FIG. 1 is a cross-sectional schematic of an exemplary magnetic storage medium 10. By way of example, magnetic tape 10 may be a magnetic recording medium, or magnetic storage tape, capable of storing data. Magnetic tape 10 includes a substrate 12. Substrate 12 defines a first side and a second side opposite the first side. A non-magnetic underlayer 14 is formed over the first side of substrate 12. Underlayer 14 contacts substrate 12 on one surface and defines a coating surface on an opposite surface. A backing layer 20 may be formed over the second side of substrate 12. In addition, magnetic layer 16 is formed over the coating surface defined by underlayer 14. Magnetic layer 16 defines a recording surface 18. Recording surface 18 may be the outward most surface of magnetic recording media 10 and may be the surface that a recording head traverses during a data reading or writing operation. In addition to one or more data tracks, magnetic layer 16 may support one or more servo tracks that allow a read/write head to align with the data tracks.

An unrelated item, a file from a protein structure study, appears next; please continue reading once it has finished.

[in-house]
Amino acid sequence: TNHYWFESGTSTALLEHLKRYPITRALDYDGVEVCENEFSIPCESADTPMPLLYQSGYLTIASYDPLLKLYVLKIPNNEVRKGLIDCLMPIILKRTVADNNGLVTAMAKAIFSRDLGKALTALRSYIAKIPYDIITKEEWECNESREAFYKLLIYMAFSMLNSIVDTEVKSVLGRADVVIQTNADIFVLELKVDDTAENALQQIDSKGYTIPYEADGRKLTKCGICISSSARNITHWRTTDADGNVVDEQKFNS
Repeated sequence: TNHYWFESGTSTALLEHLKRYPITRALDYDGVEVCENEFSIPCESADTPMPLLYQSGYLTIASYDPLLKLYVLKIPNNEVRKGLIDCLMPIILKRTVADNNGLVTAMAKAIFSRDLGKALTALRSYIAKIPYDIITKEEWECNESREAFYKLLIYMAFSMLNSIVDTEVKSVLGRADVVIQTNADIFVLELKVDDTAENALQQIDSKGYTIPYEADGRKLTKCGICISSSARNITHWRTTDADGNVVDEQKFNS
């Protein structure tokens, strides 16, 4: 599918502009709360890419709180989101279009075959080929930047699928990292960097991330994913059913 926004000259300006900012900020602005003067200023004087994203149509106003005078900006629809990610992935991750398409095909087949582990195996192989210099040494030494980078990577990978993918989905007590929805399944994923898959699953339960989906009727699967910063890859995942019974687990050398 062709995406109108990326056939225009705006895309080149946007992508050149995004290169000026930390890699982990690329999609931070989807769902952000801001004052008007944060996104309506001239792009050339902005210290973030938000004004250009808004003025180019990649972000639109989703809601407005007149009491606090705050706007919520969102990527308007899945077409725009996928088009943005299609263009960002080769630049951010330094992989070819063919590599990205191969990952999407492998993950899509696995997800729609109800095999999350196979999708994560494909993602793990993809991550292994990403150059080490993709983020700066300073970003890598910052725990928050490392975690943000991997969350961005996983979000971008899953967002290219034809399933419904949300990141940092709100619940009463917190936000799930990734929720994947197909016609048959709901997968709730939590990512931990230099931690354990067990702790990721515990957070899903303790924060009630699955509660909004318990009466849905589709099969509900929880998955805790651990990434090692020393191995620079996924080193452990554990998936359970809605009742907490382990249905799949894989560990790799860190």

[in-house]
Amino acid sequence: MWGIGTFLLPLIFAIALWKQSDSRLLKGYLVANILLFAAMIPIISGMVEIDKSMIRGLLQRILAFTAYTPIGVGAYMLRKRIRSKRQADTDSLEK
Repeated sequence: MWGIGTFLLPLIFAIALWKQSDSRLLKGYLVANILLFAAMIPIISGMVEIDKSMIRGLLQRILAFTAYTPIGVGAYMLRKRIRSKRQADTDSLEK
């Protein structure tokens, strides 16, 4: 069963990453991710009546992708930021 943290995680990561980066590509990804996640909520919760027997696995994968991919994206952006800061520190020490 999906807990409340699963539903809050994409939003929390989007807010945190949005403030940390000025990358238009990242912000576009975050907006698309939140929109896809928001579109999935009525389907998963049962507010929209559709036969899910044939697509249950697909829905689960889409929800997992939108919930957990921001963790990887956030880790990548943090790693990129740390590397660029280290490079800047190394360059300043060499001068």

Substrate 12 functions as a support carrier for magnetic recording media 10 and may be formed from any suitable materials. For example, substrate 12 may include glass, plastics, organic resins, metals, and the like. In some cases, substrate 12 may include a polymeric film. Any suitable polymer or combination of polymers may be used. Polymers may be selected for chemical compatibility, to impart mechanical or electromagnetic characteristics to magnetic recording media 10, or based on other characteristics. Polymers that are flexible, rigid, electrically resistive, electrically conductive, and the like are known in the art. Suitable polymers may include polyesters such as polyethylene terephthalate (PET), polyethylene naphthalate (PEN), blends or copolymers of polyethylene terephthalate and polyethylene naphthalate; polyolefins (e.g., polyethylene, polypropylene, polystyrene); cellulose derivatives; polyamides; polyimides; and combinations thereof. In addition, substrate 12 may include various other polymers, binders, or additives, such as carbon black and silica.